But while Red London is caught up in the pageantry and thrills of the Games, another London is coming back to life, and those who were thought to be forever gone have returned. After all, a shadow that was gone in the night reappears in the morning, and so it seems Black London has risen again—meaning that another London must fall.

Can we talk about the cover art for a minute? I love them. So graphic, so simplistic, so impactful.

This round I loved how detailed Red London (and the world outside it) is. I loved the inclusion of other cultures, the different dynamics in the magic system (in use and in belief), and again–couldn’t put it down.

I texted said friend the day I finished it, equally elated, pissed, and a shade jealous. It’s going to be a long year until book 3, but damn, am I looking forward to it.

Barnes and Noble

Mockingbird by Chuck Wendig


I read the first Miriam Black book, Blackbirds, a year or two ago, and I absolutely loved it. I generally don’t go for first-person present, but Wendig is fast-paced, hard-hitting, and Miriam is a straight up badass chick.

Occasionally, I don’t know why it takes me SO LONG to continue in a series I enjoy. Also, more fucking gorgeous cover art. Damn. I picked up books 2 and 3 (The Cormorant) on sale.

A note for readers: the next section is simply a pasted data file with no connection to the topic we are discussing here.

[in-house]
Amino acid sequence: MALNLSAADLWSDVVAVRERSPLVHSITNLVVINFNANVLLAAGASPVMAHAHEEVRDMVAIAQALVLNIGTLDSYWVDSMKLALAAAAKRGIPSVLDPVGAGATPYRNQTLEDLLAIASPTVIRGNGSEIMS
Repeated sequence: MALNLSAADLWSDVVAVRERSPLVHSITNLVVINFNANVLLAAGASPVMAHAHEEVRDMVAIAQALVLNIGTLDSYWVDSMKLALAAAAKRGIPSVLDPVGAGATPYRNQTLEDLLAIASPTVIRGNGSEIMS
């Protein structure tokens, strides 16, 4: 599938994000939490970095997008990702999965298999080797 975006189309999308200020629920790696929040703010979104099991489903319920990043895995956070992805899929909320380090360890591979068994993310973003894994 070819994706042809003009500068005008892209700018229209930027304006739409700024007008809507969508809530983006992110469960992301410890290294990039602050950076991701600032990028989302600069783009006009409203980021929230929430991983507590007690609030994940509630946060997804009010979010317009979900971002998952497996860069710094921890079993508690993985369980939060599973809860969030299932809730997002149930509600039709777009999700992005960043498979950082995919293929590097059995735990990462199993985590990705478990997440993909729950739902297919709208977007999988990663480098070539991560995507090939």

Miriam is trying. Really, she is.

But this whole “settling down thing” that Louis has going for her just isn’t working out. She lives on Long Beach Island all year around. Her home is a run-down double-wide trailer. She works at a grocery store as a check-out girl. And her relationship with Louis–who’s on the road half the time in his truck–is subject to the piss and vinegar Miriam brings to everything she does.

It just isn’t going well. Still, she’s keeping her psychic ability–to see when and how someone is going to die just by touching them–in check. But even that feels wrong somehow. Like she’s keeping a tornado stoppered up in a tiny bottle.

Then comes one bad day that turns it all on her ear.

I had a moment of sympathy when this one started with Miriam as a checkstand clerk. Boy, do I know THAT life. And I’ve dreamed many a day (and night) of doing exactly what Miriam does: saying Fuck You and walking away.

But Miriam has bigger fish to fry when she stumbles into the future victim of a serial killer, and well… Miriam just has to change fate. Again.

I’m eager to see where this series goes. I already have the next book, and I’m eager to get started.

Barnes and Noble

I ended March by picking up Doctor Mutter’s Marvels by Cristin O’Keefe Aptowicz. I wanted a change of pace from fiction, and I’m paying a visit to the Mutter Museum in mid-April, so I wanted to properly fangirl. If you’ve been here for any amount of time, you know I’m obsessed with medical history, specifically late 1700 to early 1900. Those Victorians, I tell you what.

I’m really, really enjoying it. In fact, I might just be a little in love with Thomas Dent Mutter.

Between The Grand Philadelphia Adventure and The Day Job, I’m not sure how much I’ll manage in April, but I’m so looking forward to vacation and unwinding.

What did you read this month?

Until next time,